Reviewed by Kathleen Kirby
The U.S. women’s soccer team has won the highest challenge – the FIFA World Cup – three times, most recently in 2015. Girls and young women across the country are playing soccer in increasing numbers, so Flint Repertory Theatre’s decision to bring Sarah DeLappe’s award-winning first play The Wolves to life is clearly timely. It’s also a look into what drives female players to excel at such levels and how their individuality works for and against them.
Director Kathryn Walsh has done a masterful job with this ensemble of nine gals who are nearly always on stage together and seem to never stop moving. The setting is an indoor soccer field on successive Winter Saturdays. The girls gather to practice and to compete against other teams. There is non-stop chatter as they stretch and warm-up that often leads to conversation that ranges rapidly – Cambodian atrocities, Harry Potter, weekend escapes, the coach’s drinking and of course the latest gossip about whoever isn’t present at the practice.
The ensemble nature of this production is intriguing. It allows for no lead characters – they are all leads. Each has a unique identity – quiet, angry, bubbly, growling, loud, bossy, excitable, chatty, and calmly observant. With all of these differences, they seem to swarm like birds or bees between ideas and beliefs, between moods and finally to collision with a reality they had only touched blithely on before.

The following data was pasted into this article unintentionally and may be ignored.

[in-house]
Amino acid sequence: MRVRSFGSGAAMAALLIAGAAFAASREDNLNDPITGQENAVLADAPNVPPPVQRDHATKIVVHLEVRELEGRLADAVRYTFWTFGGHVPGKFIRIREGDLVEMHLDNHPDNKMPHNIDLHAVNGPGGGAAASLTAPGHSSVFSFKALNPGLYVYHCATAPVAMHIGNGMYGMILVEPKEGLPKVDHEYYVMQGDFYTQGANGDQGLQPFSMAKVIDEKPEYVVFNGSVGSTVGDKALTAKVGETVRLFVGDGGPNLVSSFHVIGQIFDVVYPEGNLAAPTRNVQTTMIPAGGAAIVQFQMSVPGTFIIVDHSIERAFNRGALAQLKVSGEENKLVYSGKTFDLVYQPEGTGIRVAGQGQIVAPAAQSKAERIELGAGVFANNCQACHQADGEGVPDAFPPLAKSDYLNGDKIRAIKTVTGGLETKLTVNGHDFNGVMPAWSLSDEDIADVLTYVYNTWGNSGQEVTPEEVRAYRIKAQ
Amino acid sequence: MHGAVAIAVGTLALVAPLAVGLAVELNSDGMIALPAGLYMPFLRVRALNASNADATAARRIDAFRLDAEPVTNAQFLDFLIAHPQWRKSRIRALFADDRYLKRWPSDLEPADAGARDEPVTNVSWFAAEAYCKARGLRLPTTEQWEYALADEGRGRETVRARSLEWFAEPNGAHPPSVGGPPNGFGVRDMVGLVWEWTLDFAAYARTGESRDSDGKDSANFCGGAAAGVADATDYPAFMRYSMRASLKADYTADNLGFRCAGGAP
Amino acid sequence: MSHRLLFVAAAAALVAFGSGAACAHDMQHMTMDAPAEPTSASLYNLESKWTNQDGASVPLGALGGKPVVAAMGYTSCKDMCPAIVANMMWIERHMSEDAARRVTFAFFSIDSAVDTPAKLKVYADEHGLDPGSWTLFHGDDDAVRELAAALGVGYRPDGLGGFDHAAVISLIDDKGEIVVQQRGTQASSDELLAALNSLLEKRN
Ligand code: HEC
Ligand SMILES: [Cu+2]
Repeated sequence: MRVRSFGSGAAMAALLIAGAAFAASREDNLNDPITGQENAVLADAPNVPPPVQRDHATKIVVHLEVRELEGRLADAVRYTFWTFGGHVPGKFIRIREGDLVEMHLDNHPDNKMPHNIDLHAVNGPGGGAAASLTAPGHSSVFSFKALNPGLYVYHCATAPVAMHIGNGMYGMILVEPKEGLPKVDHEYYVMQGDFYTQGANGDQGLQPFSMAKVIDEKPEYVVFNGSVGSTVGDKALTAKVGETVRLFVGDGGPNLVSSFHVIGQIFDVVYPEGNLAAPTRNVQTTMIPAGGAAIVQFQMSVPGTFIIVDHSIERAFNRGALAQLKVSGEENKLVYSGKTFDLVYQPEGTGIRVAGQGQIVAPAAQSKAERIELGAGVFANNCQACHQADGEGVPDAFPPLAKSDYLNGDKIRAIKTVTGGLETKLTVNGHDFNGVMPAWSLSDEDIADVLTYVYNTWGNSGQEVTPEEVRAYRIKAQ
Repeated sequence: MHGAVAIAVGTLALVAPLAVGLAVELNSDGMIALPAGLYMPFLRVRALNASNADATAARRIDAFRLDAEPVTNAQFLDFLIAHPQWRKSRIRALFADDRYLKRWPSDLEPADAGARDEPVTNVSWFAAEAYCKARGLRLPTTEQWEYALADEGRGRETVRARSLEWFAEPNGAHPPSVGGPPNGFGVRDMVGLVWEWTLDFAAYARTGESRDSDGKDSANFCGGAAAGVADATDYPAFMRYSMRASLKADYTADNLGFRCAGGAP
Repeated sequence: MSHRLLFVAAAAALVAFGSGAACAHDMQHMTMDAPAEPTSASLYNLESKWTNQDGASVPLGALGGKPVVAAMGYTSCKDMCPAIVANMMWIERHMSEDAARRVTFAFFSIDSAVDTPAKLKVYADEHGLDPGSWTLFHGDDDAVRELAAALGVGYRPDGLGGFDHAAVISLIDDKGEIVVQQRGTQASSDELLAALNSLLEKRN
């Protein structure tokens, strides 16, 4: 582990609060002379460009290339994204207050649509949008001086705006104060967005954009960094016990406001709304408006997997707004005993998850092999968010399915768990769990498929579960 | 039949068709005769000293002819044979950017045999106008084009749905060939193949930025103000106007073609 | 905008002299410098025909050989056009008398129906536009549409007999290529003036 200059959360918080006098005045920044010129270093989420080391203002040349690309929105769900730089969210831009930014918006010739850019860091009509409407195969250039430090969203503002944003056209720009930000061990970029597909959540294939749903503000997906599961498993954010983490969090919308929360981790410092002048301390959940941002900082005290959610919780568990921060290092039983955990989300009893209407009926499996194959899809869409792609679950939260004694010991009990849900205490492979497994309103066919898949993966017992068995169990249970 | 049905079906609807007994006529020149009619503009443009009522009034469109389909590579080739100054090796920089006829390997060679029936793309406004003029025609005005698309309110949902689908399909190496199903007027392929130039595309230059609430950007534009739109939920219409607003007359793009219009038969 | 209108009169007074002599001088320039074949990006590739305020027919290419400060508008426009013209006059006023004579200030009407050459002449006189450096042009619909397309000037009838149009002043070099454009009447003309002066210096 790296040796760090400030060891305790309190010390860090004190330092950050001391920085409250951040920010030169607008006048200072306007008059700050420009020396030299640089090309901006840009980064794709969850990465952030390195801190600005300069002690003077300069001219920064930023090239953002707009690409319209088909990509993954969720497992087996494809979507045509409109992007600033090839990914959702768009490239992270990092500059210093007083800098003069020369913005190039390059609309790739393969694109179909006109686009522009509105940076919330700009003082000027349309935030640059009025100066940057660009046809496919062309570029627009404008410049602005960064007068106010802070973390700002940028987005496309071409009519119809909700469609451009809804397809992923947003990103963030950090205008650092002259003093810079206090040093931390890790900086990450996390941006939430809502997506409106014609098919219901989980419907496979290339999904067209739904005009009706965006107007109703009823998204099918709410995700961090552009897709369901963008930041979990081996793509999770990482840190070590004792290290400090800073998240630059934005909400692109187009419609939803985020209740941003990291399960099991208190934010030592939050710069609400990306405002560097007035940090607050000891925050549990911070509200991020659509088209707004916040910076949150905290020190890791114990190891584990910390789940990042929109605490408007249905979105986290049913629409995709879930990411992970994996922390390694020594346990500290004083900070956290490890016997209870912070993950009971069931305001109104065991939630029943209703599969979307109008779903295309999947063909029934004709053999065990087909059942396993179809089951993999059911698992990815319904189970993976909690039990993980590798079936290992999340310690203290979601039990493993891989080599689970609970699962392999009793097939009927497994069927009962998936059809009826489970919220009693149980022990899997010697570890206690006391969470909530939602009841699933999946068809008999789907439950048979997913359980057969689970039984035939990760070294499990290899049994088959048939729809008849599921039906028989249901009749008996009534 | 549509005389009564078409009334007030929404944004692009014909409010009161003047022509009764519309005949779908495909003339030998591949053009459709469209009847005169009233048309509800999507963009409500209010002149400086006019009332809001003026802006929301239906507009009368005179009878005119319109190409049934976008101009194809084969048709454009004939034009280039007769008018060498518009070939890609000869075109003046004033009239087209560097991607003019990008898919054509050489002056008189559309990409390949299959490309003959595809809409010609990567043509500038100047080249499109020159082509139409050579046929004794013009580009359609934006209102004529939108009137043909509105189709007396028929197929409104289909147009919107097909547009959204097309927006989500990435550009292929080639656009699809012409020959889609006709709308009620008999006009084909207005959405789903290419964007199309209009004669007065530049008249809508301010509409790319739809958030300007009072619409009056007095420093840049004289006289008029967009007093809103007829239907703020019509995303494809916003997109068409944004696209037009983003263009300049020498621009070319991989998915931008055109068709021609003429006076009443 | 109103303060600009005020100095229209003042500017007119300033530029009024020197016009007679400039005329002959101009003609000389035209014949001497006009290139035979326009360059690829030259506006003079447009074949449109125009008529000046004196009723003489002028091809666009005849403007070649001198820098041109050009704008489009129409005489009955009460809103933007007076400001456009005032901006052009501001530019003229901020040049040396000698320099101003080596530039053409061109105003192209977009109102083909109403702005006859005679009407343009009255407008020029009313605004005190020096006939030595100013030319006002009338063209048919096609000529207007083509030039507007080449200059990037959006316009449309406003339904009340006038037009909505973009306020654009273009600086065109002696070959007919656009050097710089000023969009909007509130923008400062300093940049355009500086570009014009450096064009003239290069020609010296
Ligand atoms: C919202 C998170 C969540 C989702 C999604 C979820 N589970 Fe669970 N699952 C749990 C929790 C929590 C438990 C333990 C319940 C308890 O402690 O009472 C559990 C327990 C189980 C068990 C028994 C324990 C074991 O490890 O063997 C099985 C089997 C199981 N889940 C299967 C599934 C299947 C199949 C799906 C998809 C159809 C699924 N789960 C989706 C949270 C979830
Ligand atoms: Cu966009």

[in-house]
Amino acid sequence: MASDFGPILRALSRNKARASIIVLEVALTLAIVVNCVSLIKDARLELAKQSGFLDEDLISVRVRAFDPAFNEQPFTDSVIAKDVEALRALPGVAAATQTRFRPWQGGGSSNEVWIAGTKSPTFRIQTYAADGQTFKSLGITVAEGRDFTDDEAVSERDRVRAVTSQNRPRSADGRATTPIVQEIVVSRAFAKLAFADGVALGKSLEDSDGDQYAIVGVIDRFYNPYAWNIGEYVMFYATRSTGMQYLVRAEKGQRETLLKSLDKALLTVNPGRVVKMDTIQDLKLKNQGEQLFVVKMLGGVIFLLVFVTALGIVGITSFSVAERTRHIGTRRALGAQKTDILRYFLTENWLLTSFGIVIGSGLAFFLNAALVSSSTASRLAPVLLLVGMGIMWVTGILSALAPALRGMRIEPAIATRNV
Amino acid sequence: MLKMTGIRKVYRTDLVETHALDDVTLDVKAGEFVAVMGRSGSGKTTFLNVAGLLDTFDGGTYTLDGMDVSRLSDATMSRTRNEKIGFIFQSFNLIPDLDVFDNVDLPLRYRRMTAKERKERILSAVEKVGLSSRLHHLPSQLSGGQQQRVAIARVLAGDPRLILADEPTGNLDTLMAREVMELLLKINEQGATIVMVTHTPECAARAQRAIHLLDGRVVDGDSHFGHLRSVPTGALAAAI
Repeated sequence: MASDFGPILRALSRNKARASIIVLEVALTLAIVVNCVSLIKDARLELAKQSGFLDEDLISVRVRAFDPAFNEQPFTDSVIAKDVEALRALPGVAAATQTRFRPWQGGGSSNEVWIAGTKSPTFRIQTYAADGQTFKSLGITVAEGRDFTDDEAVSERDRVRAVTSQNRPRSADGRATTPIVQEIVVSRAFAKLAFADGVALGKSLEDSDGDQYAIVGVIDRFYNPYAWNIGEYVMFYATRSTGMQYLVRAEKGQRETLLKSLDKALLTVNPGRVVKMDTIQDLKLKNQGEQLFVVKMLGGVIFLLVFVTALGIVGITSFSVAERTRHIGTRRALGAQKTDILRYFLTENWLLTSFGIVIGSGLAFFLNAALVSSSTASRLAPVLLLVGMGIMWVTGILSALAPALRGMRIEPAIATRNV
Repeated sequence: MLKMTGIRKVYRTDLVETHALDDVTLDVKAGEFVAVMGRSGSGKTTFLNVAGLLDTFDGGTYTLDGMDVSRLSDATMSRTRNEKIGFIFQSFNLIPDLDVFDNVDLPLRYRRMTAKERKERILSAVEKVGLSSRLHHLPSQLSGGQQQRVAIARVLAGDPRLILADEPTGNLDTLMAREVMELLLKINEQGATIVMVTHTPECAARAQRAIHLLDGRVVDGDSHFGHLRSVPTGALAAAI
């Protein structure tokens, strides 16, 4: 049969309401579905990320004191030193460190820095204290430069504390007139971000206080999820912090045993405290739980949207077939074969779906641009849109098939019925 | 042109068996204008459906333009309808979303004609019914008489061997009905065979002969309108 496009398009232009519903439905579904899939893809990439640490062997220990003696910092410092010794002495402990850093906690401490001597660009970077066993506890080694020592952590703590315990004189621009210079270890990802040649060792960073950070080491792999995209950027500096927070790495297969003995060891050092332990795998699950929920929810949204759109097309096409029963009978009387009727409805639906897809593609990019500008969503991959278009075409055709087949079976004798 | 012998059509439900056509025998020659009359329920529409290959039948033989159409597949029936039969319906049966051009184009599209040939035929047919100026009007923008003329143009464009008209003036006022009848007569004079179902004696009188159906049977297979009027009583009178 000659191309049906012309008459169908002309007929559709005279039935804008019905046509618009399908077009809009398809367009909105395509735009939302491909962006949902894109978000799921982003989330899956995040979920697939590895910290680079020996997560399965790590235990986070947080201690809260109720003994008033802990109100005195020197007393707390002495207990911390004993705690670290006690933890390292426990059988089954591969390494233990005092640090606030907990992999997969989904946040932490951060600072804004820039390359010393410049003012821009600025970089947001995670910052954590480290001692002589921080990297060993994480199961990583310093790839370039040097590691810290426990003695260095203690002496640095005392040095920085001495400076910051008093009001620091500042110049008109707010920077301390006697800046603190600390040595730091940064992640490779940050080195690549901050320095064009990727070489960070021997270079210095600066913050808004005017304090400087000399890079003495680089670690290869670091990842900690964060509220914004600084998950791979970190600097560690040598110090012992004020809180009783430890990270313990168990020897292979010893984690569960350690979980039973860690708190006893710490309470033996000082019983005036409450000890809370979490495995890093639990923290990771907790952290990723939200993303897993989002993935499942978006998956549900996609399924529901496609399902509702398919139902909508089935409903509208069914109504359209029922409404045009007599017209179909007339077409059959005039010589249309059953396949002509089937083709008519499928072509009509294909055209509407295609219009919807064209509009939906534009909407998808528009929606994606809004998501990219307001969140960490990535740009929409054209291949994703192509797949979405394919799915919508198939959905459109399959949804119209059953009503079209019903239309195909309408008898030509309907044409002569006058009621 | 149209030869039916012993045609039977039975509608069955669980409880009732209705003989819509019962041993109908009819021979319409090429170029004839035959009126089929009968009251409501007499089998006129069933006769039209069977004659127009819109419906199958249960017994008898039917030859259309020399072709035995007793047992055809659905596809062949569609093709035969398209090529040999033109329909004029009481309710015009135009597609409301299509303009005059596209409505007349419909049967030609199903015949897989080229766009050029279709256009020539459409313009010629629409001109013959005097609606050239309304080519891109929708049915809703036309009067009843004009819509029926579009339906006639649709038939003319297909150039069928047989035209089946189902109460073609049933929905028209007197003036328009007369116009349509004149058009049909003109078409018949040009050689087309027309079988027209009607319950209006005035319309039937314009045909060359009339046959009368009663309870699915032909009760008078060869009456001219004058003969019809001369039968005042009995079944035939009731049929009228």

Walsh refers to these young women as warriors. Their team name gives them an even more distinctive spot in time and space. They move and speak with strength and their words often collide and spill over one another. They exhibit a desire to win and to excel both in the game and in life. They are at their best when they bow to team spirit – as when one is hurt and another is a newcomer still on the outside looking in. Their ability to accept and forge ahead in the face of loss and adversity is clearly a result of their interconnections with each other. They are a pack; much like wolves.
We won’t single out any players for special attention as they were all pristine in their portrayals. Indeed, this is an unusual situation where a group can toss such a diverse amount of sentiment and personality into a pot and emerge with such bold awareness.
We must mention the unique set design – we were in the “bleachers” at the indoor soccer field – and give credit to the entire technical team that provided just the right lighting and sound to augment the action on the stage.
The Wolves is an amazing first play for DeLappe and a show worth seeing if you have any interest in soccer and young women who play it or many other sports. We will caution that this show is recommended for teens and adults. It contains mature language and explores sensitive topics.
It continues through February 17. For tickets and more information contact the box office at 810-237-7333 or online at FlintRep.org